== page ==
The key to making any relationship work, business or otherwise, is communication. Not being clear with each other can lead to a host of misunderstandings, and those misunderstandings can quickly grow into something unmanageable.
It is especially important for teams who work remotely to have clear communication because they don't have the same opportunities that someone working in an office setting may have in that they can't just waltz into management's office whenever they feel like it to clear up an issue. They have to rely solely on the directions they are given while in the field, so it is equally important for management to be clear on those directives as it is for the team to confirm that they understand them.
Here are three ways in which teams who are working remotely can effectively communicate with each other:
1. Individual Communication
Mentioned earlier, because field reps work alone, they don't have the same opportunities that someone working in an office does, so they can't simply watch what their co-workers are doing in order to learn the task at hand; they are forced to rely on the directives they are issued while in the field.
Though, imagine if the only communication you had with your team each day was a company memo - you'd probably start to feel isolated and like what you did didn't really matter; after all, if you screw up, who's going to know? While that might sound freeing at first, it is actually a breeding ground for the kind of negative energy that can eventually lead to that rep walking out the door and finding a new job.
It is for this reason that individualized, one-on-one communication is very important. It gives the rep a voice when s/he might have otherwise felt like s/he wasn't afforded one. And you don't have to limit the topics discussed to business either - we're all human, and we should take care to remember that. It's probably more important that your discussions get a little personal once in awhile so that the rep doesn't feel like some programmed robot or "just another number" to management. When they know you care, it makes all the difference.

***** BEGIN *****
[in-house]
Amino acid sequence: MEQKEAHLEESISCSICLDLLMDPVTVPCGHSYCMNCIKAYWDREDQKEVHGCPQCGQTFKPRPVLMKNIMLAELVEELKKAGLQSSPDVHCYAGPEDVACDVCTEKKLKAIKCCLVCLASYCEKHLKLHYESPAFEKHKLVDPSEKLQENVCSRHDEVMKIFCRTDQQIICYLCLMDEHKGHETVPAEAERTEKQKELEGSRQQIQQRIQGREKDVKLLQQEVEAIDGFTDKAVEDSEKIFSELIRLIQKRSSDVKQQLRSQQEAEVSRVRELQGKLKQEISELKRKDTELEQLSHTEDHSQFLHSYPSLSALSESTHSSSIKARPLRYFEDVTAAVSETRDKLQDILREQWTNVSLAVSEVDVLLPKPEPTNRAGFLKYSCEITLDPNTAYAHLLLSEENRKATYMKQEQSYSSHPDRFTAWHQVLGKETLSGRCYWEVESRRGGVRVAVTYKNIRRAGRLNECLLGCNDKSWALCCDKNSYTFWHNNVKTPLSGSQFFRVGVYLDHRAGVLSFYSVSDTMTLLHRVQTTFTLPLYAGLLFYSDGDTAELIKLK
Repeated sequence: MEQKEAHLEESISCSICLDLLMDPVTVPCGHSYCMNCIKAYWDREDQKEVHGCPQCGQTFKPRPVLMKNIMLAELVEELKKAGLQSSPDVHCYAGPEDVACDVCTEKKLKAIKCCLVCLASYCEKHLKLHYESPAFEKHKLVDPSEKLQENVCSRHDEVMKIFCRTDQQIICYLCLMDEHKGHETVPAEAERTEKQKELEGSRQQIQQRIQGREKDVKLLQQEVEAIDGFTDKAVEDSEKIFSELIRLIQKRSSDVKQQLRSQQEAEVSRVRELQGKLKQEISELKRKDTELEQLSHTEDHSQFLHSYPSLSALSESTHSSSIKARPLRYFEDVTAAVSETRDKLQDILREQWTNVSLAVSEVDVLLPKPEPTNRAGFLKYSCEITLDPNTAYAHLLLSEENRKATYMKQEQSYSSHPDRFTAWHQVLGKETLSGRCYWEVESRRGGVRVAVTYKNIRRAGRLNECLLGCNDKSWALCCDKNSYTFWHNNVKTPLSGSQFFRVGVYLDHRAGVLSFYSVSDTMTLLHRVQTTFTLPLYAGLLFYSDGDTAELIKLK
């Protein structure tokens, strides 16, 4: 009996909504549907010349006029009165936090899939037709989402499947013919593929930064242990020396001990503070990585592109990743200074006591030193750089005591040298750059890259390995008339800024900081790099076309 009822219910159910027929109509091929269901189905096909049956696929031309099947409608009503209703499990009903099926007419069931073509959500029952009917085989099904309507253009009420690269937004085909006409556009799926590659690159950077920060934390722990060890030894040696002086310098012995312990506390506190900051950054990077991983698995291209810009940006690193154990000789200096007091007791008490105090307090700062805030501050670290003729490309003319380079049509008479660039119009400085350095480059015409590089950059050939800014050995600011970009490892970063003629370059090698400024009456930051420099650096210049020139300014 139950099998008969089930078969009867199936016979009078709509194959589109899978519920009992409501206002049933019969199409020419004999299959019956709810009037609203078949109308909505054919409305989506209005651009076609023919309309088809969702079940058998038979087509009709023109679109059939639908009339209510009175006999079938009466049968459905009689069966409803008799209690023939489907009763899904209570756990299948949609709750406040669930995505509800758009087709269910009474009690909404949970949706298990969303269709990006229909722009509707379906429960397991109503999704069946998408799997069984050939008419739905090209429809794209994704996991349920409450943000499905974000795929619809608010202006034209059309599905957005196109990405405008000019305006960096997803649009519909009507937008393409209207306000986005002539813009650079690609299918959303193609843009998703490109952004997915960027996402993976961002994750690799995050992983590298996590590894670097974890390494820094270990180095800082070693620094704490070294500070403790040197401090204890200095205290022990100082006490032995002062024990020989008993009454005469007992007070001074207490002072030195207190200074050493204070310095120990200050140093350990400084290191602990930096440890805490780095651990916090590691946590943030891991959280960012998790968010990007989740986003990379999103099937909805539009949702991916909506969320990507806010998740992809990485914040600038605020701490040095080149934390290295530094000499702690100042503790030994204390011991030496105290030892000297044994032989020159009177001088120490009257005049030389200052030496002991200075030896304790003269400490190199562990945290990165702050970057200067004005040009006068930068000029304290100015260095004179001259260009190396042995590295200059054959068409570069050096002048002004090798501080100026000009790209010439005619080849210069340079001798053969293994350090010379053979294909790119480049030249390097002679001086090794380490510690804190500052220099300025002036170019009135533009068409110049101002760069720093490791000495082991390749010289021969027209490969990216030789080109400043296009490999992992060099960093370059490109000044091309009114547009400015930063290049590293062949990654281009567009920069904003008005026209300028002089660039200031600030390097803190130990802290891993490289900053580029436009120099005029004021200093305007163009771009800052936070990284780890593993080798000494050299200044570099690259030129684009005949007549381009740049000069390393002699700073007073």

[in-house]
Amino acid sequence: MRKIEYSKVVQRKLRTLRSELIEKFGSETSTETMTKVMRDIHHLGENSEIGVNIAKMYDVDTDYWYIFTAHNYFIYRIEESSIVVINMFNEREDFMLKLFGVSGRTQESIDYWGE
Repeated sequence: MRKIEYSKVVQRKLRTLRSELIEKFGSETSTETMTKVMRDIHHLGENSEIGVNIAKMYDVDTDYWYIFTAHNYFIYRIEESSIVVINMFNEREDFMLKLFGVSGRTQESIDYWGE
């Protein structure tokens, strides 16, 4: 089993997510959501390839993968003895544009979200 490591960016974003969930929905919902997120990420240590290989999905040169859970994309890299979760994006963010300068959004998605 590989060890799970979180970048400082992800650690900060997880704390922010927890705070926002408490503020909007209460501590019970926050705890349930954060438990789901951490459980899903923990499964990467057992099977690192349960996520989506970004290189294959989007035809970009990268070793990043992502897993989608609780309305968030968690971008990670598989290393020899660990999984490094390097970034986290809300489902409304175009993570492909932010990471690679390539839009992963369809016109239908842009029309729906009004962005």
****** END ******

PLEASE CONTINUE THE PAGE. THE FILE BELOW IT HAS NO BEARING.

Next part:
2. Team Communication
Office employees get to go to lunch together - or even just eat lunch together in the company cafeteria - or have that morning conversation as they all gather around the Keurig, waiting for their coffee to brew, Remote teams do not have that luxury, yet it is still just as important for team members to be able to communicate with each other - particularly because it is so much more difficult for them to do.
So how can you actually get remote employees in the same room with each other? Well, you can organize physical meet-ups, like company-sponsored lunches or drinks together after-hours, or you can jump on the digital bandwagon and organize chat sessions where everyone can join a room and either talk shop or just let off steam by engaging with each other on topics that aren't related to the job at hand. After-hours gaming sessions are great for the latter.
Allowing your team to bond with each other is one of the best ways to prevent your team members from feeling isolated and like they're lost in a sea of store locations with no one caring whether or not they come back alive, so to speak.
3. Communication at the Company Level
Field reps should always be "in on the conversation"; that is, whether a new strategy is being tested out or even if just a brand new idea is being lobbed around, letting your team in on the "secret" allows them to engage with the topic and feel more like part of a team, as opposed to just a staff member who's being ordered around by management.
Even better, reps who are up-to-date on the latest and greatest involving their company's products will feel more confident in their knowledge of those products, and that knowledge will then, in turn, be passed on down to the customer.
Is your team effectively communicating with each other? See how you fare against your peers in this area by clicking below to receive our free Field Force Productivity Assessment.